The Trouble With Scientists

The Trouble With Scientists

by Philip Ball

Illustration by Carmen Segovia

” Given that science has uncovered a dizzying variety of cognitive biases, the relative neglect of their consequences within science itself is peculiar. “I was aware of biases in humans at large,” says Hartgerink, “but when I first ‘learned’ that they also apply to scientists, I was somewhat amazed, even though it is so obvious.” ”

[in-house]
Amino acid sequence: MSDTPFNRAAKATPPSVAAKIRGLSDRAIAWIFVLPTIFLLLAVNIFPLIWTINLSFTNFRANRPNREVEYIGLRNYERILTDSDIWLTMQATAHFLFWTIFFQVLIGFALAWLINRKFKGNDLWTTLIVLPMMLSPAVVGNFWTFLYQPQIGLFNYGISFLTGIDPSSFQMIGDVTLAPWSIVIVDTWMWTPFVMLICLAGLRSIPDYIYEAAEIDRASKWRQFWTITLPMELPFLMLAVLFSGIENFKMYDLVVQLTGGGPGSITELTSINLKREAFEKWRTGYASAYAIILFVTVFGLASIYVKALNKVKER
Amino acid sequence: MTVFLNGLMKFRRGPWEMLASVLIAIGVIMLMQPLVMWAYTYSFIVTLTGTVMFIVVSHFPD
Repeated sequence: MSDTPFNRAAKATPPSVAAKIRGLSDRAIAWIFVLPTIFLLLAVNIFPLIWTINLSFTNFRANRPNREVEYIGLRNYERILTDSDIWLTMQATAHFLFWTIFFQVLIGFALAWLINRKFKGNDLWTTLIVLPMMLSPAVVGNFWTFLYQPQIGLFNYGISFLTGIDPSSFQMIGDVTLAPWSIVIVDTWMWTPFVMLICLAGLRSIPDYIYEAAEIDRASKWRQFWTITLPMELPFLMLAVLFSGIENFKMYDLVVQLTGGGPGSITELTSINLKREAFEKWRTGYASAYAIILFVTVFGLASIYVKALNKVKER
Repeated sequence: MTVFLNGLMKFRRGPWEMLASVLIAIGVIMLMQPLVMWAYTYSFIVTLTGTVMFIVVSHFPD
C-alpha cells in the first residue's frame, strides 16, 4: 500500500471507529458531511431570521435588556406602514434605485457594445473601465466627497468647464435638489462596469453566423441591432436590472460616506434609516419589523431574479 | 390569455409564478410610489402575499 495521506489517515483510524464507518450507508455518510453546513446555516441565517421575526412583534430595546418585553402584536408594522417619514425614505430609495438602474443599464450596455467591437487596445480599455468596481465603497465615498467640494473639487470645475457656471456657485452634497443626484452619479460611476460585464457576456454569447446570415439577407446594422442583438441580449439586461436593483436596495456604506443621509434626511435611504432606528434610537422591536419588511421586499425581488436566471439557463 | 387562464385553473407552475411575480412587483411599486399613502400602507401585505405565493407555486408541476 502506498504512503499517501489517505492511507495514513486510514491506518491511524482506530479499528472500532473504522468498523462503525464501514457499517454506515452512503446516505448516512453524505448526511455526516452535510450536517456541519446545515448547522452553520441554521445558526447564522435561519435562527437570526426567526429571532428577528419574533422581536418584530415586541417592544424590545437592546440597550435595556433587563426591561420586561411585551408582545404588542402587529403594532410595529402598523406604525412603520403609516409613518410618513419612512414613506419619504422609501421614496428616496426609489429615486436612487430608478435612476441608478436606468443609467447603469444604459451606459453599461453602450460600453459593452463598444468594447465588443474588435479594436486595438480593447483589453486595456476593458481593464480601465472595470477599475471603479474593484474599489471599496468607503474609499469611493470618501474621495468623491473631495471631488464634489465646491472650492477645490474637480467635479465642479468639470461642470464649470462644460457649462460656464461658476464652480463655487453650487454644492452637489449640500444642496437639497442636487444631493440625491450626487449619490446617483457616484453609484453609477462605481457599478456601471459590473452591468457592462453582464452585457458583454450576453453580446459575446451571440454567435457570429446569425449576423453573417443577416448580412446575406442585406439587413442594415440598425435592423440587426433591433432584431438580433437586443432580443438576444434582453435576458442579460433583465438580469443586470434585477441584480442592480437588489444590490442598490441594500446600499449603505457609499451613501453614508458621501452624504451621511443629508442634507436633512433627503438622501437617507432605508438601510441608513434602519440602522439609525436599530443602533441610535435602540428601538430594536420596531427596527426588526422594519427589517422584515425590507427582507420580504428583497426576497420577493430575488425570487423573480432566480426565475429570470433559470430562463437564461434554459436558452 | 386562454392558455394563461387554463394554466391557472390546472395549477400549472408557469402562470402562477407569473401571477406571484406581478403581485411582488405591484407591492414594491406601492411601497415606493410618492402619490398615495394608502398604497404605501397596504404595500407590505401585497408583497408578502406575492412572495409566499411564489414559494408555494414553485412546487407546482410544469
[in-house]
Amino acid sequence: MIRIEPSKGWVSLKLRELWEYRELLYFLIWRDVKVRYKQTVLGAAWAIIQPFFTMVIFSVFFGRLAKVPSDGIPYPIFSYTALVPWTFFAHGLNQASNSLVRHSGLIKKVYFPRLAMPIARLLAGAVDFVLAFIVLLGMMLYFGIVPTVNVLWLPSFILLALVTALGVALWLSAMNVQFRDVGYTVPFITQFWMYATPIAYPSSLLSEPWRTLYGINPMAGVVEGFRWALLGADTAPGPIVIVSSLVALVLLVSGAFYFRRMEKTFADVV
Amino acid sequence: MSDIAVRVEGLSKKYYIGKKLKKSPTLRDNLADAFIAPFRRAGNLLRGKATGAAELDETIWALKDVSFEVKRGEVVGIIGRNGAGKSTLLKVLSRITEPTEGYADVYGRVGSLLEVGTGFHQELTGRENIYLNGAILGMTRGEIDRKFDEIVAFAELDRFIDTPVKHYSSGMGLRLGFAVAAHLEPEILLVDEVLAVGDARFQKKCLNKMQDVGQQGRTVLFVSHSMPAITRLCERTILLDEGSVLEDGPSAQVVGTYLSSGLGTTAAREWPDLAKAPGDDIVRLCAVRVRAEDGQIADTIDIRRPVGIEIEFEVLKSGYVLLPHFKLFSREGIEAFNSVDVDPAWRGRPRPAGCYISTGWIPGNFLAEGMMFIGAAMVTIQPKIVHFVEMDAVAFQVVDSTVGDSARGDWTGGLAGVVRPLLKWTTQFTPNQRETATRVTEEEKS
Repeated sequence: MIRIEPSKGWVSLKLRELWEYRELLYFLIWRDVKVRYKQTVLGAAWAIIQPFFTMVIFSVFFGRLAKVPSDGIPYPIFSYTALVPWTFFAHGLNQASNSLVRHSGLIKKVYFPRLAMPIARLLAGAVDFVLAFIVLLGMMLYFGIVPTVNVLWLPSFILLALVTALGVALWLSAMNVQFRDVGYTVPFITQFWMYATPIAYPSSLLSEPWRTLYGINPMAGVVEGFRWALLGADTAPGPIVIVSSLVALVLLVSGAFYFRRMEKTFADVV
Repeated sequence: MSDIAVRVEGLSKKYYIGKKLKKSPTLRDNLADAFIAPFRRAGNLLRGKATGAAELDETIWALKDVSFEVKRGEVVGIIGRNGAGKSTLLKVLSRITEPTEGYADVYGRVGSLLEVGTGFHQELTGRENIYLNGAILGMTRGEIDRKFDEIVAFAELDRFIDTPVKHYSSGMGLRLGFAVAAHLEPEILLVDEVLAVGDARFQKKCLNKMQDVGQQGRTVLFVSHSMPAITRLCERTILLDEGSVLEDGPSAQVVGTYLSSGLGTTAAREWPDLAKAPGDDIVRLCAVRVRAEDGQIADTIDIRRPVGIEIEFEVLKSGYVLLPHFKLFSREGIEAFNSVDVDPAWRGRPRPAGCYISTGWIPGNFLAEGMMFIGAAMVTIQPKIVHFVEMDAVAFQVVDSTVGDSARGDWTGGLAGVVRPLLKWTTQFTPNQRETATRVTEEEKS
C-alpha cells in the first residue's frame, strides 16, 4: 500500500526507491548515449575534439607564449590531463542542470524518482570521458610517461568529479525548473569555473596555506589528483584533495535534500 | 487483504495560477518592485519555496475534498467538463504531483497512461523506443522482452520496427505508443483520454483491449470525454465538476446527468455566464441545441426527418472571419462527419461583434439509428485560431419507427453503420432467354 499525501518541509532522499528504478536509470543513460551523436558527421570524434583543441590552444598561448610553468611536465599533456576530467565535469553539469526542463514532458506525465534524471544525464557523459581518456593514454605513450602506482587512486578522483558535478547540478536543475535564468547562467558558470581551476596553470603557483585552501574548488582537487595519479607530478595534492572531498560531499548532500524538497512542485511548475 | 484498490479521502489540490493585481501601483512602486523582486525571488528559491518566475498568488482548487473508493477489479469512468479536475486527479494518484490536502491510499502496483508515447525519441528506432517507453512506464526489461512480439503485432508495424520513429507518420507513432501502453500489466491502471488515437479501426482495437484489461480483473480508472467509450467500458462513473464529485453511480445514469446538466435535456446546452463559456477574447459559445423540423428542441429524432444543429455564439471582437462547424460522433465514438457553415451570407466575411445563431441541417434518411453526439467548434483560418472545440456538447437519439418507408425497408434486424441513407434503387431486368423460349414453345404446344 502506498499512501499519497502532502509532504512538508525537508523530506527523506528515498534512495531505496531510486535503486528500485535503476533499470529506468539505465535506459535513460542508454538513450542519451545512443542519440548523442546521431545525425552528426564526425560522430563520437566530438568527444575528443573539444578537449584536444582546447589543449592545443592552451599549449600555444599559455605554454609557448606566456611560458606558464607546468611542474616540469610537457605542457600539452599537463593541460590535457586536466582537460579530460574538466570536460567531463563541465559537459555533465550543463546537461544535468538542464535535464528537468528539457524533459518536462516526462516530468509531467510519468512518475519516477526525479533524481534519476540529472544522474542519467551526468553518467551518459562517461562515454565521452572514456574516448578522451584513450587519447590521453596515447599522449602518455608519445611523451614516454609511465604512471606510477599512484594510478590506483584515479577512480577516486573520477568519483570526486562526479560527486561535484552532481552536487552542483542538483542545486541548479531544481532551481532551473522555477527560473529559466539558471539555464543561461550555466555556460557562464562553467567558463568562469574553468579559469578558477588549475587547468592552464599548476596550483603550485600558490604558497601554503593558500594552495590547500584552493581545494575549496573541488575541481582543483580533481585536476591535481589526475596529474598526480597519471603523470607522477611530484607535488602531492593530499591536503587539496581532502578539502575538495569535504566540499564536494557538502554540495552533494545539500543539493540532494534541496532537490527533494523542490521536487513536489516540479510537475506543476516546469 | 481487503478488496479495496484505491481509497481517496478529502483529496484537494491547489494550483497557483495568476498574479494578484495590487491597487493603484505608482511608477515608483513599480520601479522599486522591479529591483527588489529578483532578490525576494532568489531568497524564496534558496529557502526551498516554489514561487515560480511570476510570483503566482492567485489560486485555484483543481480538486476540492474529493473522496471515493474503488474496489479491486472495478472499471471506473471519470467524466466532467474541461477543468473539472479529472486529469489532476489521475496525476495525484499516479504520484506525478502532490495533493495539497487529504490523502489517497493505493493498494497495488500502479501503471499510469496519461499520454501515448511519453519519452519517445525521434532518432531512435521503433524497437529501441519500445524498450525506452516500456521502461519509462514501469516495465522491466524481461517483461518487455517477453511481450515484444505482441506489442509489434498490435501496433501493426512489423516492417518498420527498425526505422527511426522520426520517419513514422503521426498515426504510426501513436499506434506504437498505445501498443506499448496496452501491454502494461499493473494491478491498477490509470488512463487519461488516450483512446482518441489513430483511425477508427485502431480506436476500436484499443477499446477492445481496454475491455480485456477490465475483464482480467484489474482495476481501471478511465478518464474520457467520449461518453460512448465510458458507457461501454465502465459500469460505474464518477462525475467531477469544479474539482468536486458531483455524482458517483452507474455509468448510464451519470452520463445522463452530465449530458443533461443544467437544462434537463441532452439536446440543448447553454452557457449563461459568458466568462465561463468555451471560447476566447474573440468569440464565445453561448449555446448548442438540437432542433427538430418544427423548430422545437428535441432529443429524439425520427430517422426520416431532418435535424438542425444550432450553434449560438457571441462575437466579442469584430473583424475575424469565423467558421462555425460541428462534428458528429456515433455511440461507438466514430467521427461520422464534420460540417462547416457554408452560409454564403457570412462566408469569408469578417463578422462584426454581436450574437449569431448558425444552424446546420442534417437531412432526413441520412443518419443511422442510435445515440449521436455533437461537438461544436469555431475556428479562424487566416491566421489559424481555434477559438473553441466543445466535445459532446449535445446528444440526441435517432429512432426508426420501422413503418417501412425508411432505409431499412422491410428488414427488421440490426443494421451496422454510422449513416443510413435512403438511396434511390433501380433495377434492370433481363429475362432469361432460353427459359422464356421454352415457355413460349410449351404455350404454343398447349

” But if you elect to constrain yourself to a narrow set of objectives before you’ve even done the experiments, don’t you close off potentially fertile avenues that you couldn’t have foreseen? Maybe, says Nosek, but “learning from the data” is not the way to reach reliable conclusions. “At present we mix up exploratory and confirmatory research,” he says. “One basic fact that is always getting forgotten is that you can’t generate hypotheses and test them with the same data.” If you find an interesting new lead, you should follow that up separately, not somehow tell yourself that this is what the experiment was about all along. ”

From Nautilus



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